In this series, Unpacking Jargon, we demystify a digital marketing phrase or term that is widely overused, misunderstood, or intentionally vague.
This week, we are talking about the terror of the vague but omnipresent, optimize.
- “We just need to let the campaign optimize over a few weeks.”
- “Your website looks good, but it’s not optimized.”
- “Your Google My Business listing is claimed, but it’s not optimized.”
- “This blog post is fine but could use some keyword optimization.”
I’ve heard (and said) these phrases on thousands of digital marketing calls.
Let’s start with the core definition and then get into uses within digital marketing.
Definition of Optimize
I usually hate any sort of speech, sermon, or presentation that has a definition in it, but fortunately, this is a post entirely about what a word means. So, I’m going to throw out my personal preference and turn to Oxford Languages like a high school freshman writing their first paper.
Optimize (v): to make the best or most effective use of (a situation, opportunity, or resource).
I really like thinking of the core definition of optimize within the context of digital marketing. In that sense, optimize is referring to something that already exists. It is a thing that is in motion, is working, and is functional, but is it doing the best it could?
That question is what drives digital marketing professionals — and employs them. Also, I should add, that question is what gives the term optimize some actual meaning in the world of digital marketing. So why does it feel like it’s used as filler so often?
Why Is Optimize a Crutch Word
Digital marketers work in pretty complex systems and platforms. When we are talking with a client, we never want to get overly technical. The last thing we want to do is confuse or isolate a client from a conversation about their business. It’s bad bedside manner, so to speak.
So digital marketers tend to lean on a word like optimize because it very neatly describes a thousand intricate actions. The message they are really trying to convey to the client is that the website or campaign that’s been deployed is functional, but there are areas of performance they intend to improve.
A Tune-Up, Not a Repair
The visual I usually give to people when talking about optimization is like that of a tune-up from your mechanic. Your car is working, right? Like, you can still get from A to B without getting stranded. But you know the car could be running better. You take it to a mechanic who will first assess what’s needed and then improve the car.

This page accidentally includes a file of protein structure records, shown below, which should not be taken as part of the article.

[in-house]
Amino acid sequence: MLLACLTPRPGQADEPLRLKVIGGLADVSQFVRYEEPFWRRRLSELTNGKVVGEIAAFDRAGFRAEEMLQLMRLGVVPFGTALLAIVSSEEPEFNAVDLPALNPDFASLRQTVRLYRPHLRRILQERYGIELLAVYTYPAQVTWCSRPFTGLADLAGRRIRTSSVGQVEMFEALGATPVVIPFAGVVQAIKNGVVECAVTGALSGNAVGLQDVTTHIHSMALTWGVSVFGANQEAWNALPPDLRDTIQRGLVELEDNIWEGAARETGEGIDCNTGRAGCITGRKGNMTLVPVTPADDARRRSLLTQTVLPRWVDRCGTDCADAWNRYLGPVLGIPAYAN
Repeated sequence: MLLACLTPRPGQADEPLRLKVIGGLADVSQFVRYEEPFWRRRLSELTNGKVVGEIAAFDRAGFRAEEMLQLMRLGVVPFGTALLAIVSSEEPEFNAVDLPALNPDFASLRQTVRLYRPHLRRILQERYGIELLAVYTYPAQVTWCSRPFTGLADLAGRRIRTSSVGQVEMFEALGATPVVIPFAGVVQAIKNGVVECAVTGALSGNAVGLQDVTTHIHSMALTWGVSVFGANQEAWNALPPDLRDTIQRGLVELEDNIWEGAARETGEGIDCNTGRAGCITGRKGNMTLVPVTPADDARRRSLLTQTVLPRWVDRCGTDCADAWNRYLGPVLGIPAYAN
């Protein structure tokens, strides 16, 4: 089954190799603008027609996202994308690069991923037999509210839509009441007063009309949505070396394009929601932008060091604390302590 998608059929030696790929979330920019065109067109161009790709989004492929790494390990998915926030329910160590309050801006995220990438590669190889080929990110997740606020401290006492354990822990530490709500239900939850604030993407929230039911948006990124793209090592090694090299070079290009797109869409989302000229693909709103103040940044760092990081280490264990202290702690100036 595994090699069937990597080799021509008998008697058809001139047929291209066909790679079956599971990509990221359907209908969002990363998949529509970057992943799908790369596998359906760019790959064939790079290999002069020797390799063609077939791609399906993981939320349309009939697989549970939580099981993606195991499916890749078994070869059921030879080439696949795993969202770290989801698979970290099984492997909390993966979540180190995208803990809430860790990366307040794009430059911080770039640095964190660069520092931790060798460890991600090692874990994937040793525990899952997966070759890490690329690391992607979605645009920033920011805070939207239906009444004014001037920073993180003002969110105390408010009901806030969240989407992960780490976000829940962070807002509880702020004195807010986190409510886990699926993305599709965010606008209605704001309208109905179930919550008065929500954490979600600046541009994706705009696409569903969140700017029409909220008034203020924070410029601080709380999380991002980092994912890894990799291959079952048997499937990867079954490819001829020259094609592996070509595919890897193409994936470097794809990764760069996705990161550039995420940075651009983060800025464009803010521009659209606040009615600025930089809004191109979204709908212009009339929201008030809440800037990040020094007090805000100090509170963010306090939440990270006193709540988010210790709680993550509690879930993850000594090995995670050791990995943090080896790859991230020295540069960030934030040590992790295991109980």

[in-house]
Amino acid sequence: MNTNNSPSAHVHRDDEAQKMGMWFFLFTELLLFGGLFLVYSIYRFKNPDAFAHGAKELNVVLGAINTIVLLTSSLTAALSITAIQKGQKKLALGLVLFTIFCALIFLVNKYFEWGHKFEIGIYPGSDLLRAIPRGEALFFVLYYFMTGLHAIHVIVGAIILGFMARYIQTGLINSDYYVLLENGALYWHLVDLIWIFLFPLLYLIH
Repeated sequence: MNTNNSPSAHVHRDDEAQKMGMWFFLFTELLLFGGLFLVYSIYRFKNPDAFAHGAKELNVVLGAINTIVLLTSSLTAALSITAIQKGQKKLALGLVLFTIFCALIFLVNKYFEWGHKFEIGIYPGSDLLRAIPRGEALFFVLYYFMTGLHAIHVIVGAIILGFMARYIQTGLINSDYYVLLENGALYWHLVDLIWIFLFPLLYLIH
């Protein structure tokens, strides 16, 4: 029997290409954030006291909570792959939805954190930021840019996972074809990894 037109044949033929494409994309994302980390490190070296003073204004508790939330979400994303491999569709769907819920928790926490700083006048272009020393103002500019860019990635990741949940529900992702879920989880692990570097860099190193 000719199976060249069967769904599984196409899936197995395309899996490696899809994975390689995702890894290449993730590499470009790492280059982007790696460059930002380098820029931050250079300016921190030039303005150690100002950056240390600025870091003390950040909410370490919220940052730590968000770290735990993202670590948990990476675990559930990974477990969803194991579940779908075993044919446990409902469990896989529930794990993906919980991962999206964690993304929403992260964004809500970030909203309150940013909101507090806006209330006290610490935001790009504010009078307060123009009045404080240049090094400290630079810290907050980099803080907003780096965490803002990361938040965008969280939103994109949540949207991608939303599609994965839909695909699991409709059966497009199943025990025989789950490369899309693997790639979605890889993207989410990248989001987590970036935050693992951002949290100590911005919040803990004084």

There is more you can get out of your car and an expert can help you get that. This is very much the same when it comes to how we optimize in the digital marketing space. Going back to the car comparison, it gives us the opportunity to unlock existing features that perhaps weren’t accessible, or to improve the performance of the ones you were already using.
Great. But What Are They Actually Doing?
Great question! It completely depends on the digital marketing tactic. Here are only a few examples of actions for some common tactics:
- Assessing the call-to-actions on pages: Is it clear what we want the user to do?
- Restructure content: Does the page use headers in a way that’s good for users and Google?
- Redesign: Is the design guiding the user through the website and to a conversion point?
Google Ad Optimization
- Rewrite and test ad copy: Is there a phrasing that’s working well to get clicks and is there another way to approach that copy?
- Improve a landing page: Does the landing page push the user toward our conversion goal?
- Modify bids: Do we want to pay 20% more for specific keywords or target regions?
Content Marketing Optimization
- Distribute keywords: Are we using a particular keyword too much or are there opportunities to rewrite content in a way to add more keywords?
- Research keywords: Are we actually addressing the questions that users are asking search engines?
- Plan content: Is the content we’ve written reaching the right audience with the right message and how can we better achieve that in future pieces of content?
This is just a tiny snippet of what a great technician would look at to optimize your digital marketing performance.
How Can I Better Speak To Optimization With My Agency?
While it’s great to trust your digital marketing technicians, it never hurts to ask for a few specifics. If you hear your agency say over and over again that they will “optimize” the campaign without any detail, then you deserve some clarification. Here are some good questions to ask.
What actions are you going to take to optimize the campaign?
Or more positively, what specific information can I give you to help you optimize the campaign?
Often things like sharing which call-to-actions are working well, new creative you rolled out, or even questions you get asked by customers are the best way to help them out.
The Future Will Be Optimized
Marketing isn’t a perfect science and digital marketing tactics can almost always improve. You will likely always hear from your digital marketing team that they want to make a few optimizations and that should be encouraging.